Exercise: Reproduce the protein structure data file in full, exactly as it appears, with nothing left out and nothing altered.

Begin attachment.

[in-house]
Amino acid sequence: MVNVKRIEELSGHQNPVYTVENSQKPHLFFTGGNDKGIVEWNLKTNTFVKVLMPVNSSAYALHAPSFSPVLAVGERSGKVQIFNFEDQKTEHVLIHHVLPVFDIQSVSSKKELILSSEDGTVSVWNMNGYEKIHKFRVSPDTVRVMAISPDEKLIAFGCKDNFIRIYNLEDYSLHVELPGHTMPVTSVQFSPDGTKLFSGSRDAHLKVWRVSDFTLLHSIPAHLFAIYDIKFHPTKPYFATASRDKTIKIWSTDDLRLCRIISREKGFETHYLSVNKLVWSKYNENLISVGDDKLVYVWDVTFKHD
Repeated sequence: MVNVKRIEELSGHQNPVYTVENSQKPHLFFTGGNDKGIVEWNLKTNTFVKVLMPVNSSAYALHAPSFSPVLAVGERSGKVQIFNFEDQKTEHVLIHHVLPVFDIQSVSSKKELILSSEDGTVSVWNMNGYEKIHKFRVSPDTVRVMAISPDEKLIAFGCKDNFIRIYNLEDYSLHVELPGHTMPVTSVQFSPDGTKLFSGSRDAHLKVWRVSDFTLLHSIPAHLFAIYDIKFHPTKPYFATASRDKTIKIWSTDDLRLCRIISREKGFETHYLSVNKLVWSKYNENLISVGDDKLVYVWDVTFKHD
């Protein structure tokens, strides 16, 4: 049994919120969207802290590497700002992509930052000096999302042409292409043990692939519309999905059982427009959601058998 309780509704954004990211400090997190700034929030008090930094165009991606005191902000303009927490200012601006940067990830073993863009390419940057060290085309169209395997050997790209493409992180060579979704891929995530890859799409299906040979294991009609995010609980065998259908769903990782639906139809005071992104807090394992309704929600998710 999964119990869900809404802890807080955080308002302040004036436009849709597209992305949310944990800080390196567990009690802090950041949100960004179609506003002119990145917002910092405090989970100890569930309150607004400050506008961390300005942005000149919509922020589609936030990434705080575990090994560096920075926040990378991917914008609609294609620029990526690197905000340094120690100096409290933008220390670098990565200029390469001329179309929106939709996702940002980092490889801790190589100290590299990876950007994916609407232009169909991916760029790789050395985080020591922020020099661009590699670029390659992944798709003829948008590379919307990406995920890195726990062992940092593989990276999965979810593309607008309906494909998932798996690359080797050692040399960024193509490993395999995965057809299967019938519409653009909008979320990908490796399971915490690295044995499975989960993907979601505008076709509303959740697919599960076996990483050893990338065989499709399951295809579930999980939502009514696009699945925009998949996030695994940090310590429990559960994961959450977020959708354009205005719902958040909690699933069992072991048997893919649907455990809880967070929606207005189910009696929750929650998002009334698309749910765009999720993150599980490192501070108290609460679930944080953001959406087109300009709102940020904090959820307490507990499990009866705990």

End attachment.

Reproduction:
[in-house]
Amino acid sequence: MVNVKRIEELSGHQNPVYTVENSQKPHLFFTGGNDKGIVEWNLKTNTFVKVLMPVNSSAYALHAPSFSPVLAVGERSGKVQIFNFEDQKTEHVLIHHVLPVFDIQSVSSKKELILSSEDGTVSVWNMNGYEKIHKFRVSPDTVRVMAISPDEKLIAFGCKDNFIRIYNLEDYSLHVELPGHTMPVTSVQFSPDGTKLFSGSRDAHLKVWRVSDFTLLHSIPAHLFAIYDIKFHPTKPYFATASRDKTIKIWSTDDLRLCRIISREKGFETHYLSVNKLVWSKYNENLISVGDDKLVYVWDVTFKHD
Repeated sequence: MVNVKRIEELSGHQNPVYTVENSQKPHLFFTGGNDKGIVEWNLKTNTFVKVLMPVNSSAYALHAPSFSPVLAVGERSGKVQIFNFEDQKTEHVLIHHVLPVFDIQSVSSKKELILSSEDGTVSVWNMNGYEKIHKFRVSPDTVRVMAISPDEKLIAFGCKDNFIRIYNLEDYSLHVELPGHTMPVTSVQFSPDGTKLFSGSRDAHLKVWRVSDFTLLHSIPAHLFAIYDIKFHPTKPYFATASRDKTIKIWSTDDLRLCRIISREKGFETHYLSVNKLVWSKYNENLISVGDDKLVYVWDVTFKHD
């Protein structure tokens, strides 16, 4: 049994919120969207802290590497700002992509930052000096999302042409292409043990692939519309999905059982427009959601058998 309780509704954004990211400090997190700034929030008090930094165009991606005191902000303009927490200012601006940067990830073993863009390419940057060290085309169209395997050997790209493409992180060579979704891929995530890859799409299906040979294991009609995010609980065998259908769903990782639906139809005071992104807090394992309704929600998710 999964119990869900809404802890807080955080308002302040004036436009849709597209992305949310944990800080390196567990009690802090950041949100960004179609506003002119990145917002910092405090989970100890569930309150607004400050506008961390300005942005000149919509922020589609936030990434705080575990090994560096920075926040990378991917914008609609294609620029990526690197905000340094120690100096409290933008220390670098990565200029390469001329179309929106939709996702940002980092490889801790190589100290590299990876950007994916609407232009169909991916760029790789050395985080020591922020020099661009590699670029390659992944798709003829948008590379919307990406995920890195726990062992940092593989990276999965979810593309607008309906494909998932798996690359080797050692040399960024193509490993395999995965057809299967019938519409653009909008979320990908490796399971915490690295044995499975989960993907979601505008076709509303959740697919599960076996990483050893990338065989499709399951295809579930999980939502009514696009699945925009998949996030695994940090310590429990559960994961959450977020959708354009205005719902958040909690699933069992072991048997893919649907455990809880967070929606207005189910009696929750929650998002009334698309749910765009999720993150599980490192501070108290609460679930944080953001959406087109300009709102940020904090959820307490507990499990009866705990």